The markets made a significant recovery last week on the back of the icy cold weather hitting Europe and the UK. The cold snap spiked European energy prices and coal and oil got in on the act too, enabling them to recoup part of their recent losses. Oil was boosted because of the weakening Dollar, helped by OPEC continuing their line about cutting inventories. An unexpected drop in US inventories also helped oil’s jump, despite American production levels keeping above 10 million barrels. Coal prices jumped sharply in anticipation of the cold snap. Brent finished up 3.8% at $67.31 a barrel.
Recovering UK oil prices and the icy forecasts for the last week of Feb / beginning of March sent prices up, despite a well supplied system. The first LNG tanker since December arrived, which helped steady nerves but, earlier in the week, low renewables output kept gas power station demand high. This did however ease as wind power output picked up later in the week. The electricity system was well supplied, however this didn’t prevent prices following gas upwards, with additional help from coal.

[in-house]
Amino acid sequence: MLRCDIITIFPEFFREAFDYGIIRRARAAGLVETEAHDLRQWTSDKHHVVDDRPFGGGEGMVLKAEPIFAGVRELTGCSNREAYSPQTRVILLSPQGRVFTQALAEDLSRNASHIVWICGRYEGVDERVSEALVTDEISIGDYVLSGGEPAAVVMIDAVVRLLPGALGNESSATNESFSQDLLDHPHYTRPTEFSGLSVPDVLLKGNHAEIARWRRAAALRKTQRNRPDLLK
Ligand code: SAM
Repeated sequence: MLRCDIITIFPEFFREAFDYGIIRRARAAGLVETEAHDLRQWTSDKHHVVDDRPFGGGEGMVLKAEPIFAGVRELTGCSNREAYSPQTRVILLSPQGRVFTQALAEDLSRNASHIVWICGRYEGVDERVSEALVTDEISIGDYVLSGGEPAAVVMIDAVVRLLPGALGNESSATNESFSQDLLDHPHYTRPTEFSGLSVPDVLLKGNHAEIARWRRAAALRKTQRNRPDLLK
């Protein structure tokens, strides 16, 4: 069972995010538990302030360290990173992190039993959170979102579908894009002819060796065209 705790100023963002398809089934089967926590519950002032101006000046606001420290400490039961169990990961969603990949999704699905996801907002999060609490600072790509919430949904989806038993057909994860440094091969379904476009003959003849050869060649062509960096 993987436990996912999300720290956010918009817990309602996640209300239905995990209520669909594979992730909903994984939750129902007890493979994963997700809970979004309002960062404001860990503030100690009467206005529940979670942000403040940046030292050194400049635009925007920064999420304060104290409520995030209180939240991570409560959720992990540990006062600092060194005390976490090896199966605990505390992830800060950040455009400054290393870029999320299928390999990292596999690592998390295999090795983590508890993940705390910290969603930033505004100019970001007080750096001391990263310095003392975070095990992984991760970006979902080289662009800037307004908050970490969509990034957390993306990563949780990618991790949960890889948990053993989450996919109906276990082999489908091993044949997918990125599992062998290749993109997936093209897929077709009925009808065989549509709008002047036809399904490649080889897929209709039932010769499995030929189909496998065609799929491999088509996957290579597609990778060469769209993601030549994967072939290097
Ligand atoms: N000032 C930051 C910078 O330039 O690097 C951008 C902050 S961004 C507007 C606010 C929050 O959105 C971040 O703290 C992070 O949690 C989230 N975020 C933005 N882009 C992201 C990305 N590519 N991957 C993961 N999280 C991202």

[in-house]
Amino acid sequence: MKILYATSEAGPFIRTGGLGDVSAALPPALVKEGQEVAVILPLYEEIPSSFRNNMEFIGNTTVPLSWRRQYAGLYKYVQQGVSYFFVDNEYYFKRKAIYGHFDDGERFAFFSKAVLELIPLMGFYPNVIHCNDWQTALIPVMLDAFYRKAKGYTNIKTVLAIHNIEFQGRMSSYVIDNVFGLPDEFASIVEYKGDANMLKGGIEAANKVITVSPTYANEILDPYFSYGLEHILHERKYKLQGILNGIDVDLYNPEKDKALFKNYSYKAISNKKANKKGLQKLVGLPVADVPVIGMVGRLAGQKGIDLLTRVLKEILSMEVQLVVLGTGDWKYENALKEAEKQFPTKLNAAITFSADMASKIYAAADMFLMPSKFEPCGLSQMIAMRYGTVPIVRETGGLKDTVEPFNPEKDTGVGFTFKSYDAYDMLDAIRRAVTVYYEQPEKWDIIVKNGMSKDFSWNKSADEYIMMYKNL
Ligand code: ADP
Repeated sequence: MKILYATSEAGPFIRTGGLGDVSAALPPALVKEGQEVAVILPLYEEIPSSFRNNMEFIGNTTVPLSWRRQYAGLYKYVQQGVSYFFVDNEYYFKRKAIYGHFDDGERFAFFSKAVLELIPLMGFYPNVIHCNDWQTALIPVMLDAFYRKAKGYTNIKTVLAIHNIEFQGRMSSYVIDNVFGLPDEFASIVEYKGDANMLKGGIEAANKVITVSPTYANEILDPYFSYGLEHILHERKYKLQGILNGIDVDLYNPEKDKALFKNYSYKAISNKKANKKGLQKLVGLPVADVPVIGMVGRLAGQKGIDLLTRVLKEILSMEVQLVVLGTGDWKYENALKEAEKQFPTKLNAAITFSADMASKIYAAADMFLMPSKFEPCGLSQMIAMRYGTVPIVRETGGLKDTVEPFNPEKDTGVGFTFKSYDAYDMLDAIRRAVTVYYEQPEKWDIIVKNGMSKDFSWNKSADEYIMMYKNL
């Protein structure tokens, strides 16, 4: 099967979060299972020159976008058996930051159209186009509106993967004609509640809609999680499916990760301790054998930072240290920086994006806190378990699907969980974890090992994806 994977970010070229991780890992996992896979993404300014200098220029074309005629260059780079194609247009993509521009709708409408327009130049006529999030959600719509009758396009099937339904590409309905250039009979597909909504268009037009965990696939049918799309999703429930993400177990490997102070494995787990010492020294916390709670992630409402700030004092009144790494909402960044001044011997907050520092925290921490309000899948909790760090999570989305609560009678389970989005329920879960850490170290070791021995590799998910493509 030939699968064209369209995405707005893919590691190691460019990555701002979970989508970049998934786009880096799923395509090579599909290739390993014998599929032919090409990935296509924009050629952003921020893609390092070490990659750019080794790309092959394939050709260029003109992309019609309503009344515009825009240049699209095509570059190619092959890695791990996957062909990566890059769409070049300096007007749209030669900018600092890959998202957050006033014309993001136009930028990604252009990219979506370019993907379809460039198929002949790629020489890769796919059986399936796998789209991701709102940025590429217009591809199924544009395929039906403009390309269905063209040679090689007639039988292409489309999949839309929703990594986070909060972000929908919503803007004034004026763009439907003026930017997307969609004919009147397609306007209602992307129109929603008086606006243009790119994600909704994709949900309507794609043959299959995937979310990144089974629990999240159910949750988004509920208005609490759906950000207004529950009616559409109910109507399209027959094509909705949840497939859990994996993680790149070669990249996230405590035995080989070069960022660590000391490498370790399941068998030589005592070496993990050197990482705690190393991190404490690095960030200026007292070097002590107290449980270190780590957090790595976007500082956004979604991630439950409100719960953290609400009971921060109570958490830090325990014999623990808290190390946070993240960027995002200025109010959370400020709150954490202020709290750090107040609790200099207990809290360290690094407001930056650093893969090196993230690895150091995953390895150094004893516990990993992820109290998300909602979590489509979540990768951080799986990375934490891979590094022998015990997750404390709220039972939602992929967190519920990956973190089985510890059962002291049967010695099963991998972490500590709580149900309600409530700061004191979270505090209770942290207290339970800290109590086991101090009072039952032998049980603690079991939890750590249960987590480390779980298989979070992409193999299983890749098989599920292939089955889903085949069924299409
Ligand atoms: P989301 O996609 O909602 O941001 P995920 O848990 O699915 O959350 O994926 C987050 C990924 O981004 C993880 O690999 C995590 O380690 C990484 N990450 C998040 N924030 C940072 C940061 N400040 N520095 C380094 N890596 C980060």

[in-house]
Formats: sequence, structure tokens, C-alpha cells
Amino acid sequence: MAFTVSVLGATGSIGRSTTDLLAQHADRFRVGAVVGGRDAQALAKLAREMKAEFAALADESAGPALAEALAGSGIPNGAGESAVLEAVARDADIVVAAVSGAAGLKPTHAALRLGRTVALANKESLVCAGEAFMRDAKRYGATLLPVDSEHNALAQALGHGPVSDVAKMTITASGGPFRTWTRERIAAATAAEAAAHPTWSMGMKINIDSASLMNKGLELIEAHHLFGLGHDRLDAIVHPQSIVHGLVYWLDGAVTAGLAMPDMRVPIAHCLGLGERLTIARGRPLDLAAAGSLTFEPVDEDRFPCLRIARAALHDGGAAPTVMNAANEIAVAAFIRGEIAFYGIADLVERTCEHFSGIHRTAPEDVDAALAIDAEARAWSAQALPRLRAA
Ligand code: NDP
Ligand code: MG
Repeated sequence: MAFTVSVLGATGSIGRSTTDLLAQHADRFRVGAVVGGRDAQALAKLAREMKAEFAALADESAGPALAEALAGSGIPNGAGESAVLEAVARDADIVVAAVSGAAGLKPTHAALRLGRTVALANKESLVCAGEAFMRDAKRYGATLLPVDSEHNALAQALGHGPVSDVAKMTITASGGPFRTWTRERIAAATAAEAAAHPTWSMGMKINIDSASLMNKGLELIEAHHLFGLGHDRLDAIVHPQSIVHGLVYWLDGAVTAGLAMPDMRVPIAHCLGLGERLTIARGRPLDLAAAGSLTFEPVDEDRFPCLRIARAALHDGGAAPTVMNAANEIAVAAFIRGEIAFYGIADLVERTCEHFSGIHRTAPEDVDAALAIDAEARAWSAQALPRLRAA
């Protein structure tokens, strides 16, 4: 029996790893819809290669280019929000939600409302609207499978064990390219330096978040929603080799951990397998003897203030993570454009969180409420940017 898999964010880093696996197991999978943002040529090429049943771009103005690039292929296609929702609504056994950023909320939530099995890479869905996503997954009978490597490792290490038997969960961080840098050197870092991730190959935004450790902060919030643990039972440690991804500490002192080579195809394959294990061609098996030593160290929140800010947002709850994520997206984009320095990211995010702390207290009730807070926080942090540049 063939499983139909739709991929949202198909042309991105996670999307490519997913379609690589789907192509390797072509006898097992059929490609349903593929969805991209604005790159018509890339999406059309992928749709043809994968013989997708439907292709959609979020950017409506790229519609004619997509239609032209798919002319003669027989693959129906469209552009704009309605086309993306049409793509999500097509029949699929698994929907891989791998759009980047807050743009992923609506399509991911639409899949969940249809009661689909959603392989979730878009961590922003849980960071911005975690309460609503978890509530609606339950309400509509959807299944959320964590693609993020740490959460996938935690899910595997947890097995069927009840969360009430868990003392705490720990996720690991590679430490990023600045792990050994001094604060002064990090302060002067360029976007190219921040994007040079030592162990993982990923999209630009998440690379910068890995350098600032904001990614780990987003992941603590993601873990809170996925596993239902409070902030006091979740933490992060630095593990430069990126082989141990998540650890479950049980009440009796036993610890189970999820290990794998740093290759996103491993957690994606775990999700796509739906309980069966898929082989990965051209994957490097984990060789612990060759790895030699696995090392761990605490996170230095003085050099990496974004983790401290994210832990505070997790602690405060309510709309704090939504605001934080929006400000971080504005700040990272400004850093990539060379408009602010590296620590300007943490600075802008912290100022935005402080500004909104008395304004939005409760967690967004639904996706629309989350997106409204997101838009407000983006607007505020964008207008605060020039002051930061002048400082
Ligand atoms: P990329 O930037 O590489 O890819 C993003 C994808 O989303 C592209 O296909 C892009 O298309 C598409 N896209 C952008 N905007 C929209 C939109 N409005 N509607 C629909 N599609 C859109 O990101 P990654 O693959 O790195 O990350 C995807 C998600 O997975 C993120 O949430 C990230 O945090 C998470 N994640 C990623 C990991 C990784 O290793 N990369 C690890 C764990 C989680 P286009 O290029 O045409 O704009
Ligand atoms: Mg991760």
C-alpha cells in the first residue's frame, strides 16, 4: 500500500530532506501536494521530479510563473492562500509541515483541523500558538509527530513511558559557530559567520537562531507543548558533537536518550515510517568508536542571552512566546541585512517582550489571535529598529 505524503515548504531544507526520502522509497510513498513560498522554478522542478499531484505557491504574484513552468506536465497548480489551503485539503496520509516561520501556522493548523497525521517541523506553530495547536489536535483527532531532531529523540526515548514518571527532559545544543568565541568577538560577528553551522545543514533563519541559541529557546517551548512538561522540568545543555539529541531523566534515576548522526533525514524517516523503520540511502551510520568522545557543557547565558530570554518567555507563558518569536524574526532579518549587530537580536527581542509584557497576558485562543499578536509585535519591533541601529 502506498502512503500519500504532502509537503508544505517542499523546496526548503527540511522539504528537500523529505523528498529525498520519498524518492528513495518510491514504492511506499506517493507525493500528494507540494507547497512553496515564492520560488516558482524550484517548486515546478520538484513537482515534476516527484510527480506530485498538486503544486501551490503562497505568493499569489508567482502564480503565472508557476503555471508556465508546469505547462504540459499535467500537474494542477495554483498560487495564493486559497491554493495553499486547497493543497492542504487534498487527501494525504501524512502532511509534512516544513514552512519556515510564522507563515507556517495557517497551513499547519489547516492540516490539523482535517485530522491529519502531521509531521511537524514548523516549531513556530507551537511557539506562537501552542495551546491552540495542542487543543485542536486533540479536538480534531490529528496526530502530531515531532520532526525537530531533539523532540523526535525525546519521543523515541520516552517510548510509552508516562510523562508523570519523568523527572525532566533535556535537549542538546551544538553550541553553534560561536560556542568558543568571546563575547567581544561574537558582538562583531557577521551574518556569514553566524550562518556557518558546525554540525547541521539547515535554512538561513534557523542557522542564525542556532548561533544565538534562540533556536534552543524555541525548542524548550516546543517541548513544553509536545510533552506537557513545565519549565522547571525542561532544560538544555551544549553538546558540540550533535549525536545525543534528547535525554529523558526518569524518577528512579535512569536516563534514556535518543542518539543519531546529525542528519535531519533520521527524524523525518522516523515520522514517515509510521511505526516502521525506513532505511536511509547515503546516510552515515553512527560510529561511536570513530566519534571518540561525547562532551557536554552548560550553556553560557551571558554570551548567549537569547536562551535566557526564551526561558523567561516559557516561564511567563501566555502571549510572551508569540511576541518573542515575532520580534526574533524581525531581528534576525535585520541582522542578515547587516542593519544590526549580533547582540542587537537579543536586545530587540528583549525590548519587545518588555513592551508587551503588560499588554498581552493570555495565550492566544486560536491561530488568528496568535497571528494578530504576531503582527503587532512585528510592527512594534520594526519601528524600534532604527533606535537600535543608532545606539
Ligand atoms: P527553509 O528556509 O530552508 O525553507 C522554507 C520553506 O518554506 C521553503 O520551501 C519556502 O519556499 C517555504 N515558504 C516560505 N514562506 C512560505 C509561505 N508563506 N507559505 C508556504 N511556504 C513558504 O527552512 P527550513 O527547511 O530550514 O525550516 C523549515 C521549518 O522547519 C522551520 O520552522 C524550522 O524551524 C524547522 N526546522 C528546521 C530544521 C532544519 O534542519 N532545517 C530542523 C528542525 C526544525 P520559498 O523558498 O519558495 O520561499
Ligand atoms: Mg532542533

There were significant increases on all contracts last week with the advent of the icy weather, with the shortest contracts rising the most. It looks like the cold will carry on into March so we expect prices to remain higher, certainly in the short term. Therefore we expect anyone who hasn’t yet contracted for an April start won’t see much of a drop in prices, at least until the forecast improves.
At home, the ‘Beast From The East’ dominated with headlines proclaiming insufficient gas supplies, which inevitably causing a huge spike in delivery prices for both gas and electricity. In fact, the issues were actually caused by temporary outages at the North sea gas facilities, plus issues around inter-connectors with Belgium and Holland rather than the gas system struggling, as the tabloids reported. The system was temporarily short but was aided by the high wind output reducing demand on power stations. Electricity kept pace with gas throughout the week with the aforementioned outages also adding initial pressure on the prices.